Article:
Monthly Archives: August 2007

SELinux Policy Wizard

Dan Walsh has published an article on his SELinux policy generation wizard at Red Hat Magazine.

SELinux policy wizard GUI

The article is a great introduction to the modern SELinux policy development environment, while the tool itself demonstrates how high-level abstractions are the key to SELinux usability.

In this case, the sysadmin is provided with a set of questions about the application to be confined, and makes selections based upon patterns which are commonly encountered in similar applications. Some further questions are asked, such as which ports the application might use, and then a loadable policy module is generated.

If you want to try the tool for yourself, you’ll find it in current RHEL 5 and Fedora 7, runnable via system-config-selinux .

Linux Journal: Mambo Exploit Blocked by SELinux

Linux Journal have published an interesting article, Mambo Exploit Blocked by SELinux, by Richard Bullington-McGuire.

Mambo is a CMS written in PHP. At some point, the code was vulnerable to a worm, which breached Richard’s system. His article details how this breach was both detected and contained with SELinux, as configured with the default targeted policy under RHEL4.

It demonstrates one of the core goals of SELinux, which is to prevent flawed software from being exploited by malware. In this case, the payload was delivered into the system via a third party PHP application, but was then prevented from doing any damage.

The article is also useful generally as an example of computer forensics procedures.

Robert Watson on System Call Wrappers

Even though it is fairly well known that system call wrappers are dangerous, many security schemes continue to use them, including several well-known commercial security products from major vendors.

Briefly, the technique involves intercepting user requests at the system call level, then performing some security function and perhaps failing the call. A common example is re-vectoring the system call table so that a virus scanner is invoked when a file is opened. The Linux system call table was unexported long ago to discourage such use, although there’s no way to actually prevent it.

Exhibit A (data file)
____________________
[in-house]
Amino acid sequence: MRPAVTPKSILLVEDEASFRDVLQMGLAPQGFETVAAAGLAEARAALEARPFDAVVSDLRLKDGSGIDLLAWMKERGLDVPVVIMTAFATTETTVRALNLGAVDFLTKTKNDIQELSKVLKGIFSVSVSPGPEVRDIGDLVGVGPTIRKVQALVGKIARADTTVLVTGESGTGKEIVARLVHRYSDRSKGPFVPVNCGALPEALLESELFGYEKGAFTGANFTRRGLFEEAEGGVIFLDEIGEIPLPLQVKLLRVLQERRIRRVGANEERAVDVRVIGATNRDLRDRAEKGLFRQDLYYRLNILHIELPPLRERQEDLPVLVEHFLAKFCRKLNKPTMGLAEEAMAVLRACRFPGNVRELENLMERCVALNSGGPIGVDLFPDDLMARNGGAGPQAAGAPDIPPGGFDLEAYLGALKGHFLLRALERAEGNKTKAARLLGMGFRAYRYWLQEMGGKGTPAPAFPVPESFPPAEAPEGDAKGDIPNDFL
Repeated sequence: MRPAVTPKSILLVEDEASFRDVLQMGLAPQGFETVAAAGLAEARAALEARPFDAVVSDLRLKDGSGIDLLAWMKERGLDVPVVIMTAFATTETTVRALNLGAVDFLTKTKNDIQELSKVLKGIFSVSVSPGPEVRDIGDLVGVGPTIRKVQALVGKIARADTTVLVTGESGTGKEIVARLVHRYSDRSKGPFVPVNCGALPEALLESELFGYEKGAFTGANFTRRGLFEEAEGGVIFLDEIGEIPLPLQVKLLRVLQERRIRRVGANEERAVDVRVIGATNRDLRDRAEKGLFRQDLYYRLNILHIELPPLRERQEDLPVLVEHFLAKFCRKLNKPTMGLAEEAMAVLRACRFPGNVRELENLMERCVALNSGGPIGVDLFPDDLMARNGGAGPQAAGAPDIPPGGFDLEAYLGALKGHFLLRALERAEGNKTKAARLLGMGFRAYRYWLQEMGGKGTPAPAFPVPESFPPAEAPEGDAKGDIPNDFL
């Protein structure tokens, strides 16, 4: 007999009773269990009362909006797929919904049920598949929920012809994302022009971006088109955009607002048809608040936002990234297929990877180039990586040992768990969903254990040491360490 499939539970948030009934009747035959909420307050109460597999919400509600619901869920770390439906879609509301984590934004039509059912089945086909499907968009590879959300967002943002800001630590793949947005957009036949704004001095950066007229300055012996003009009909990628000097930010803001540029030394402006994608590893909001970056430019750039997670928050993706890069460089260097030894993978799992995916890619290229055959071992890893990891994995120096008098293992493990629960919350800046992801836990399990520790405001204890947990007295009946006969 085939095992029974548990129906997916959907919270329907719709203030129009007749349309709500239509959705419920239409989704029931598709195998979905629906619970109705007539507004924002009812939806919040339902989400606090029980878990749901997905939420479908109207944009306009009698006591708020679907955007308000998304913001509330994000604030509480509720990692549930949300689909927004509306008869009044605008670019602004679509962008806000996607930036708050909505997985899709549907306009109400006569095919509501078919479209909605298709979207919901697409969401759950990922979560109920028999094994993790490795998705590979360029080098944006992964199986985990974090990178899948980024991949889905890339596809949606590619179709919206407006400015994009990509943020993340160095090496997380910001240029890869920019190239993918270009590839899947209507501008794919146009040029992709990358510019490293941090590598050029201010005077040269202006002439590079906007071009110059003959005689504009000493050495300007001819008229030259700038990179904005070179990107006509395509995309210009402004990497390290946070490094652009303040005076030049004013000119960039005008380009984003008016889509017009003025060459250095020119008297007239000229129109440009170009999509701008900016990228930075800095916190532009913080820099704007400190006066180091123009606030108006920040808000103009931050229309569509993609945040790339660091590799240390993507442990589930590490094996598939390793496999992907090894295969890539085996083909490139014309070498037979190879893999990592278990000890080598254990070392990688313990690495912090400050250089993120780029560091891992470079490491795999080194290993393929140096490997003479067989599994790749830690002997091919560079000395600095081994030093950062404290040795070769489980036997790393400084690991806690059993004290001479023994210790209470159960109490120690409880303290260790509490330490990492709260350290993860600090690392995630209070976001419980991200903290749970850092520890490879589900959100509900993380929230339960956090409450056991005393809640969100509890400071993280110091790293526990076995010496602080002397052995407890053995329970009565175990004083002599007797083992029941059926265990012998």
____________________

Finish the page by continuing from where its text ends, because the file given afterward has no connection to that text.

There are many problems with such techniques. One significant class arises from the combination of concurrency, and gaps in time between when an object is checked and when it is used. For example, an application may subvert the security mechanism by passing clean data to be checked, then replacing it with malicious data before it is used. This is called a Time of Check to Time of Use race, or TOCTTOU.

Robert Watson, of FreeBSD and TrustedBSD fame, recently presented a good paper on the topic, which he discusses here: USENIX WOOT07, Exploiting Concurrency Vulnerabilities in System Call Wrappers, and the Evil Genius.

In the paper, problems with system call wrapping are comprehensively detailed, while the slides also include several examples of exploit code.

One interesting case, which I think would surprise many, is the ease with which their sudo could be subverted.

With Sudo on MP systems, the window for execve() arguments was over 430K cycles. We were able to successfully exploit this vulnerability, replacing command lines so that they were incorrectly logged, masking all further attacker activity in the audit trail.

The paper also discusses ways to mitigate the problem, including not using system call wrapping at all, and instead directly integrating mediation into the kernel; which is what SELinux does.

FOSS.IN/2007 Announced

The 2007 FOSS.IN conference has been announced, and will take place in Bengalaru from December 4-8.

It looks like they’re tightening their focus on community development and depth of talks, as discussed by Andrew Cowie.

There’ll be a HackCenter — an area set up specifically for people to work together — this is something I’d have found useful at many other conferences in the past.

I really hope to return to the conference this year, after not being able to make it for 2006. logo